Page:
— Mariana_Atencio (@marianaatencio) September 3, 2016
What you see in the video above is an angry mob chasing the President of Venezuela Nicolas Maduro and his security detail while banging pots and pans. His security looks panicked. People are shouting curses at him. He is not in control of the situation.
The president’s guard went around the town of Villa Rosa, confiscating cell phones and searching homes, to try to contain the video footage. But they failed. The video went viral, and within hours, all the people of Venezuela saw Maduro looking weaker than ever before.
Cacerolazo. That’s the name for this situation, when ordinary people bang their pots and pans to call attention to injustice. They do it in the streets, or whole neighborhoods will open their windows and do it from their homes. It’s a form of protest in certain Spanish-speaking countries which dates back to 1971 Chile. It is difficult to prevent, since most people have pans readily available. Once it starts, it’s difficult to stop, because it is distributed.
This form of protest is especially effective since oppressive regimes like Maduro’s rely on silence and isolation to repress people’s views. Those who speak out are fired from state jobs. They also lose access to the rationing system, which most of the population relies on to survive. Even with rations, the people are barely surviving.
What caused the Venezuelan economy’s problems?
Grocery store shelves are empty, pets are being abandoned and left to starve. There are food shortages, long lines, and inflation is out of hand. Despite all of this, humanitarian aid isn’t allowed into Venezuela to help the crisis.
President Maduro has placed his economic bets on a Spanish professor called Alfredo Serrano Mancilla and his brand of Chávismo ideology. He calls him the “Jesus Christ of the Economy.”
Mancilla arrived in Venezuela a decade ago and became friendly with the Marxist political in-crowd. He wrote a paper on the economic thought of Hugo Chávez in 2014, and he has been an advisor to Maduro ever since. He is now one of the most influential economic advisors in Maduro’s cabinet. He writes important speeches for the president, which have been presented to the National Assembly. He coordinates the anti-capitalist leftist Center for Political and Social Studies (CEPS) which does political consulting, and has consulted for the Spanish, Ecuadorian, Bolivian, and El Salvadorian governments.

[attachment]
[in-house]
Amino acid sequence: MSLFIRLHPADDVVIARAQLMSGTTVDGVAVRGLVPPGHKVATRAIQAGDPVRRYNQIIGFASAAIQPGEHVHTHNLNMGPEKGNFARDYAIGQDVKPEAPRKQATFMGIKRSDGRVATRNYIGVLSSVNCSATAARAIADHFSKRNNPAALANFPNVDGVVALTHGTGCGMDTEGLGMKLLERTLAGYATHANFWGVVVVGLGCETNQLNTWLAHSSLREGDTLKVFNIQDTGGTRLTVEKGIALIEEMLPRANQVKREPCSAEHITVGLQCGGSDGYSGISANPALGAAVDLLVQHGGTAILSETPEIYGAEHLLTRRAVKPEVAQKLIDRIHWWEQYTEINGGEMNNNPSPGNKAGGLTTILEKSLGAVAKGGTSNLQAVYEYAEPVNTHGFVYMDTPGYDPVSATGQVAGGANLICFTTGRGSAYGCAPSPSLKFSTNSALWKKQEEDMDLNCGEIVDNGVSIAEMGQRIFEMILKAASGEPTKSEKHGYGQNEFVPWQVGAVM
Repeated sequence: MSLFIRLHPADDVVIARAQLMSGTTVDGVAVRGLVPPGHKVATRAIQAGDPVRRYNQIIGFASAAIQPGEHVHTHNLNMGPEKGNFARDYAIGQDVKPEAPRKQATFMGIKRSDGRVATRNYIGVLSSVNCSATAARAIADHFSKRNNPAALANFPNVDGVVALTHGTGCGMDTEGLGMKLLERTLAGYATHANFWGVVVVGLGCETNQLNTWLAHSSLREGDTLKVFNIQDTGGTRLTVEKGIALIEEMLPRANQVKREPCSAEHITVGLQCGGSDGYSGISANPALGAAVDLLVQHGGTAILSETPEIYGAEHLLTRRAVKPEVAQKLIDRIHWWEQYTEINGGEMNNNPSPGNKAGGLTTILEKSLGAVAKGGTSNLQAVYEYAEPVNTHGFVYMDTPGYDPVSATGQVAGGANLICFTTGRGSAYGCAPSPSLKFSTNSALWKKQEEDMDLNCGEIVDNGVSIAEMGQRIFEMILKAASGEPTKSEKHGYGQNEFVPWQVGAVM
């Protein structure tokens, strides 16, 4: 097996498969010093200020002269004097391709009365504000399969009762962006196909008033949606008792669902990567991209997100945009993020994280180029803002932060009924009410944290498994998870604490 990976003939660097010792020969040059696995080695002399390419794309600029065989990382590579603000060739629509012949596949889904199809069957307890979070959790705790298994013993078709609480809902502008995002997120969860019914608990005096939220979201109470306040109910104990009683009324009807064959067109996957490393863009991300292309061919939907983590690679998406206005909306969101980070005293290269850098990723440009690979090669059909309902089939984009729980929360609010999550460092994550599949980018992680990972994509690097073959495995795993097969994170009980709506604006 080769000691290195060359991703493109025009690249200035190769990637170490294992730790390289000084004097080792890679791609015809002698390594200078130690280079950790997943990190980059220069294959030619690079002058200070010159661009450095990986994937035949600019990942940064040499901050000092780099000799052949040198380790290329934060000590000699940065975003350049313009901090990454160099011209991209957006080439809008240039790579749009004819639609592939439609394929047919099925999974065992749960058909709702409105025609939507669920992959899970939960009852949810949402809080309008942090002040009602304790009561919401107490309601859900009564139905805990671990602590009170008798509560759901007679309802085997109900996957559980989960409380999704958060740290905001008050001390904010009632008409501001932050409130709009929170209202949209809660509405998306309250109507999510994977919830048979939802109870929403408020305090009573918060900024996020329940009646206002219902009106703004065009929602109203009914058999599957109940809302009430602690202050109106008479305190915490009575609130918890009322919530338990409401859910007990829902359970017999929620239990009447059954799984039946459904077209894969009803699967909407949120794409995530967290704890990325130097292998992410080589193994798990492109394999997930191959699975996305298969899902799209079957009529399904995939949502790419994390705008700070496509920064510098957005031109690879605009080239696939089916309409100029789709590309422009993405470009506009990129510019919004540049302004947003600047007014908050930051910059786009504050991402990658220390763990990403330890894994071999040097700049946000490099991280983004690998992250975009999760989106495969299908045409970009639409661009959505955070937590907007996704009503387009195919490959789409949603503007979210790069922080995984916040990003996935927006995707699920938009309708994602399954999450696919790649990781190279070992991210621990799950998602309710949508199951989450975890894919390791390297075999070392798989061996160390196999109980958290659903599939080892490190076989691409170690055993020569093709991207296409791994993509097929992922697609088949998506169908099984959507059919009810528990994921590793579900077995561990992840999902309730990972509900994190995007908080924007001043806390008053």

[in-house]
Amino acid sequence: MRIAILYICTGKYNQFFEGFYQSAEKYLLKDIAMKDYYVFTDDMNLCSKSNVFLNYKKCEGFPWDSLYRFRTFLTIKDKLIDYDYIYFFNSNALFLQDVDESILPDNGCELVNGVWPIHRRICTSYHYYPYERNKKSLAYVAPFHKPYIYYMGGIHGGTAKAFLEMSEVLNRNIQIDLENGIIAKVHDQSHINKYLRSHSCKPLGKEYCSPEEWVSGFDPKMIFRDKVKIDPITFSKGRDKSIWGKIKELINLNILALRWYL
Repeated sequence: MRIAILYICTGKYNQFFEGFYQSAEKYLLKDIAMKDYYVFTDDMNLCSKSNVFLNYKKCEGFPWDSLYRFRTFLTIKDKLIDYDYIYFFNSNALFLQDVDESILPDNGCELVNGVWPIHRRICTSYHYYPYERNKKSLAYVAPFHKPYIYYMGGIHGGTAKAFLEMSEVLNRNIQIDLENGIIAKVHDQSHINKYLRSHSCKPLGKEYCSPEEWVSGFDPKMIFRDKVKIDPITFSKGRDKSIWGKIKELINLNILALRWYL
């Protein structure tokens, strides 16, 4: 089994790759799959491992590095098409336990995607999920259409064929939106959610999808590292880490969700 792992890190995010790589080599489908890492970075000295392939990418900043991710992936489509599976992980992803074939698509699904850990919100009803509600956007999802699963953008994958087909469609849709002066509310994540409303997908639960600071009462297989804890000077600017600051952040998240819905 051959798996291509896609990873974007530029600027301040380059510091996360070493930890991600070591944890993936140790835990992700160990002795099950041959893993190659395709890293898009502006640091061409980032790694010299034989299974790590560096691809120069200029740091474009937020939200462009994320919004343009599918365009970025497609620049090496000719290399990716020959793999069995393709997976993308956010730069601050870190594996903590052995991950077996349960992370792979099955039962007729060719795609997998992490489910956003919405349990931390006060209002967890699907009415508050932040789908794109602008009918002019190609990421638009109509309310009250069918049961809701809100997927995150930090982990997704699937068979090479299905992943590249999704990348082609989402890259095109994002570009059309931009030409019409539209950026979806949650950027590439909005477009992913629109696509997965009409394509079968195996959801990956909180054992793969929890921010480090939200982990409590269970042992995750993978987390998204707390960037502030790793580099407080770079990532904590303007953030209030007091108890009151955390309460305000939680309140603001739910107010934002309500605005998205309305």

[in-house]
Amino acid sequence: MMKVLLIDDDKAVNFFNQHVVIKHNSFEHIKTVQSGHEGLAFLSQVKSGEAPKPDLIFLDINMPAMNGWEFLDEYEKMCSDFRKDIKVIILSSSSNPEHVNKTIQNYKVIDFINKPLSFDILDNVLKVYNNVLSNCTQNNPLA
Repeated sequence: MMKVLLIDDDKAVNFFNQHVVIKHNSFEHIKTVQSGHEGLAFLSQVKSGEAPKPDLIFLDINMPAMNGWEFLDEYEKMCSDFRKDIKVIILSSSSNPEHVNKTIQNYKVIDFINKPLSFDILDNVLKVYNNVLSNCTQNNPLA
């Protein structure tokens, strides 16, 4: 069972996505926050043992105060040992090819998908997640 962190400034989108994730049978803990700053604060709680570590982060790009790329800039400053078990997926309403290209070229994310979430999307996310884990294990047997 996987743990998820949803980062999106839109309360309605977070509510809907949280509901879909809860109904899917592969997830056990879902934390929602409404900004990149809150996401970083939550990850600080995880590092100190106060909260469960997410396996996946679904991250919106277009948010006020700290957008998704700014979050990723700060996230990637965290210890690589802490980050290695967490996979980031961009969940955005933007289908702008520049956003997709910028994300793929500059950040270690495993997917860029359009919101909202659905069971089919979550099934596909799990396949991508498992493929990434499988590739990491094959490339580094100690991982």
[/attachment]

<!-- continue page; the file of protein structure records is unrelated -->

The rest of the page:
— Nigel Britto (@NigelBritto) September 8, 2016
An opposition leader and professor Antonio Ecarri says it’s the continuation of the former President Hugo Chávez’s policies that caused hunger and poverty in Venezuela, “For us, the imposition of an economic model that destroyed national production through expropriations and made us dependent on the state, which had only one source to finance itself – oil – has condemned us to what we are living today.”
The radical policies like the seizure of businesses, “urban agriculture” on residential balconies, forced employment, and the soviet-style ration supply system, are all a result of Chavistas, particularly the direct influence of Alfredo Serrano Mancilla on Chávez’s successor President Maduro.
Venezuela is still waiting for a miracle from Mancilla, Maduro’s supposed savior of the economy. Maduro is still in denial that Mancilla’s socialist model and the radical measures of the government have impoverished Venezuela. The failures are simply blamed on attacks by the opposition and an “economic war” by the United States. Maduro’s faith in this economic model can’t be shaken, and the people want him gone for it.
The Mob Can Get Rid of Maduro
In a recent poll, only 15% supported Maduro’s government strongly.
- In October, there will be a signature gathering drive to trigger a recall vote.
- There needs to be 3.9 million signatures.
- If millions show up to sign, there could be a referendum by the end of the year.
- If the government refuses to hold a referendum, it could lead to widespread civil unrest.
- The timing of a snap election will be important. If it doesn’t happen by January 10th, an election won’t be triggered, and Maduro’s vice president will just finish his term for him.
It’s in the government’s best interest to delay as long as possible, so it’s up to the people to keep pressuring him and banging their pots and pans in protest.